Saturday, June 4, 2011

What's in a Name?

I have been thinking about marriage a lot recently. Specifically, in the academic context. More specifically, the politics of last name decisions upon marriage. Marriage for the purpose of this post is between a man and a woman, not only is this the most common form of marriage in this country, but if I am going to be considering the effect of gender on the different people in a marriage, it would be useful to have people of different genders in the marriage.

One of the little things that I absolutely hate, I guess they are called pet peeves but that seems too mild, is when a married woman is addressed as Mrs. John Smith, assuming her husband's first name is John, not hers. The total erasure of the woman's identity is a barbaric throwback to a time when this was a legal reality, the woman was legally an appendage to her husband. This is John Smith's arm, this is John Smith's leg, and this is John Smith's Missus.

Fortunately we have made a little progress since then, and women are usually allowed to own property, be independent adults, and often keep their first name in a marriage. I have less of an issue with last name swaps, because while a full name denotes a specific person, a last name denotes a family. Mrs. John Smith, to me, speaks of a women becoming an appendage to a man, but Mrs. Jane Smith sounds more like she is becoming an appendage to the Smith family, which seems much less desultory to women.

On the other hand, our full name is of some importance to us. It is something we grow up with, a link to our own family, and how our oldest friends know to find us. That the cultural assumption is, predominantly, that women will give up this piece of themselves when they marry that a man does not have to relinquish still seems like and unconscionable disparity.

One solution implemented is the hyphenated last name. This allows both woman and man to retain their link to their childhood identity and family, and for old friends to have a reasonable chance to recognize their names. However, one quickly runs into the pragmatic problem of name growth. If two hyphenated named people marry, they end up with effectively four last names. Any computer science minded people reading this know that within relatively few generations the number of names in the hyphen will reach hundreds and even thousands.

Another common reaction is for the woman to simply retain her name. This is much simpler than changing it, you just don't change it, leave it alone, one fewer thing to worry about after the wedding. This is quite common in academia, where one wishes to retain the name recognition built up under one's "maiden" name, so one simply retains that name upon marriage, keeping all ones old friends and academic credentials without any confusion. However, I do think there is something to be said for the symbolism inherent in a shared name for a family. It is a common identifier, an immediate, important, proclamation of the relatedness of all the members within the familial unit. Maybe it is just the romantic in me, but for me the shared name evokes the ideal of a shared life, and I am loathe to give that up.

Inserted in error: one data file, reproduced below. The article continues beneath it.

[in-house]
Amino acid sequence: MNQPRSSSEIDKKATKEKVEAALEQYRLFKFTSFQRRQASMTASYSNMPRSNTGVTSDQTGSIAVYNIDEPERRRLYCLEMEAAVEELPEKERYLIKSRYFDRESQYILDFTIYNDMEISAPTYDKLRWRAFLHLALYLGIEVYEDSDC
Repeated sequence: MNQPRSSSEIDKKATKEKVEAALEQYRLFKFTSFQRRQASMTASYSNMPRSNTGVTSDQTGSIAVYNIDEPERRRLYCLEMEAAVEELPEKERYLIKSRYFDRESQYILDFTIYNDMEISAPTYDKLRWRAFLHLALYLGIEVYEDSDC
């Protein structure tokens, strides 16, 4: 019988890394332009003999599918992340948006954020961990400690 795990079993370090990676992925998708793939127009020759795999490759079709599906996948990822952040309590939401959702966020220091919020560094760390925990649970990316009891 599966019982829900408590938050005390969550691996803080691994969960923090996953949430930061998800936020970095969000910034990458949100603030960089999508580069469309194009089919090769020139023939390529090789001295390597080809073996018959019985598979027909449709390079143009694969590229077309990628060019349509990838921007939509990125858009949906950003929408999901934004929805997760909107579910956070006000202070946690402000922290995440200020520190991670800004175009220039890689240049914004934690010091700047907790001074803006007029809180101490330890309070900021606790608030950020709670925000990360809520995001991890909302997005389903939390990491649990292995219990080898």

Thus, the solution that I tend to favor is for newlyweds to determine their own name. If there are good reasons, both partners could end up taking the husband's, or wife's, family name, but I fear that decision would be unduly swayed by the current, sexist, practices regarding loss of family identity. More in line with what I'd like to see are hyphenated names, names formed by combining family names (a Smith marries a Jones and the result is Smiones, altered to Simones perhaps), or even creating new names out of whole clothe.

This captures the notion of newlyweds separating from their childhood families to create a family of their own, which is both Biblical, helpful to convince social conservatives to accept this changed convention, and romantic. It provides a shared familial identity to the new wife and husband, one which they can share with their children, should they have children, until they two marry and create their own family names, literally and metaphorically. Finally, while it does not obviate the problems inherent in women changing their name upon marriage, it does share the burden more equally between men and women, which seems a worthy goal.

Of course, whether I put my title where my theory is depends on a) if someone ends up wanting to marry me, and b) on their thoughts on the issue. Like most aspects of a relationship, I recognize that decisions regarding married names need to be made by the people actually in the relationship. However, if we can alter the culture in which these decisions are made, in order to inform more equitable decisions that more fully recognize the great contributions women make to these relationships, I think we ought endeavor to do so.

I have not been doing the best at putting things up on my blog lately. Motivation has been hard to wrest from the clutch of ennui, but I shall try to do better.